The RMT said it was balloting its 523 London Midland conductor members over a decision to place security contractors on trains within the network without agreement.
RMT general secretary Mick Cash said: "London Midland’s attempts to place external security contractors on board trains with an already safety critically trained guard without agreement with RMT is totally unacceptable.”
He said over a two-year period, union negotiators offered a range of alternative proposals which were "dismissed out of hand every time or regretfully ignored" and that the RMT had been left with no option but to ballot for industrial action.
The ballot opened yesterday and will conclude on 2 February.
A London Midland spokesman said: “We are very disappointed that the RMT is threatening to disrupt our passengers’ journeys. We have made it clear to the RMT from the very beginning that this is about the safety and security of our colleagues and customers.
“We introduced additional security contractors based on feedback from front-line staff and passengers. The security contractors are in addition to the senior conductors and have different duties. This is about safety – as we have told the RMT many times, we have no intention of removing conductors from our trains.”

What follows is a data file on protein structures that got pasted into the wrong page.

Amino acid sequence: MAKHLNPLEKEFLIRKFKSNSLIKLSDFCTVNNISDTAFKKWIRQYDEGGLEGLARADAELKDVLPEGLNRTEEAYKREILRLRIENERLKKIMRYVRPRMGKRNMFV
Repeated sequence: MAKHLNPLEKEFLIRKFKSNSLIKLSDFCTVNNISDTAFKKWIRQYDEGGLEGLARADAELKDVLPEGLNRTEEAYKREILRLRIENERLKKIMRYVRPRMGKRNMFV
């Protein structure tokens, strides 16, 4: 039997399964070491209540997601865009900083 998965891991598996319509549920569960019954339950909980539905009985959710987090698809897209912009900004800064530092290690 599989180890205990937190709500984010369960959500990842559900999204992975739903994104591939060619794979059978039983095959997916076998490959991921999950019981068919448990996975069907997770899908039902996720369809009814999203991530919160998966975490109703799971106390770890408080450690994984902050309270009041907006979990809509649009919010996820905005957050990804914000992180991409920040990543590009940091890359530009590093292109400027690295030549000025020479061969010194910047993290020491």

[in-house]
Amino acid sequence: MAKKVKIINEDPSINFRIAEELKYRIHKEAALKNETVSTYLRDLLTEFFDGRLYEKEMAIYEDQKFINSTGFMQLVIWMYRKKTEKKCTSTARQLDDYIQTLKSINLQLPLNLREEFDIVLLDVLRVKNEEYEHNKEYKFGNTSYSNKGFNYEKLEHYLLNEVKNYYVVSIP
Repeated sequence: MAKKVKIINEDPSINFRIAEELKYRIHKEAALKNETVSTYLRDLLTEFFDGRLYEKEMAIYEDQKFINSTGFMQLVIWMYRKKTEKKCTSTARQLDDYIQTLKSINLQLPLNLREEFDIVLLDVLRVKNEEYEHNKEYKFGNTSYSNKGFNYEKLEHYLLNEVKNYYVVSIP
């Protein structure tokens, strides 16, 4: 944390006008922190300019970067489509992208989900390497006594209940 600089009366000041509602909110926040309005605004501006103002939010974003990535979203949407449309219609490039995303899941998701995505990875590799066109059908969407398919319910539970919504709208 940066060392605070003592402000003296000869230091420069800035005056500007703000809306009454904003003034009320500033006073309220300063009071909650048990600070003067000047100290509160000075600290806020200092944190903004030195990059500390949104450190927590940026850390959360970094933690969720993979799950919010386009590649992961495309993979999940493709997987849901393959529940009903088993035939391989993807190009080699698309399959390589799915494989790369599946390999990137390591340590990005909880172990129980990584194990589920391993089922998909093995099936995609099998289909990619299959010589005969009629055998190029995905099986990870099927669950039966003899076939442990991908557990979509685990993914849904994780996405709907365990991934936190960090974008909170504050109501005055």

The union has also reaffirmed its Southern rail walkout on Monday 23 January, after saying it had been "excluded" from talks between the train operator and train drivers' union Aslef.
Southern said it will be able to run more than 70 per cent of its trains on Monday and hopes to bring back a full service from Tuesday.
It comes as Southern talks with Aslef enter a third day. The union suspended its own strikes planned for 24, 25 and 27 January and its overtime ban in exchange for fresh talks.
A Southern spokesperson said the company was "happy to have formal talks with the RMT too" and "lines of communication with them are open".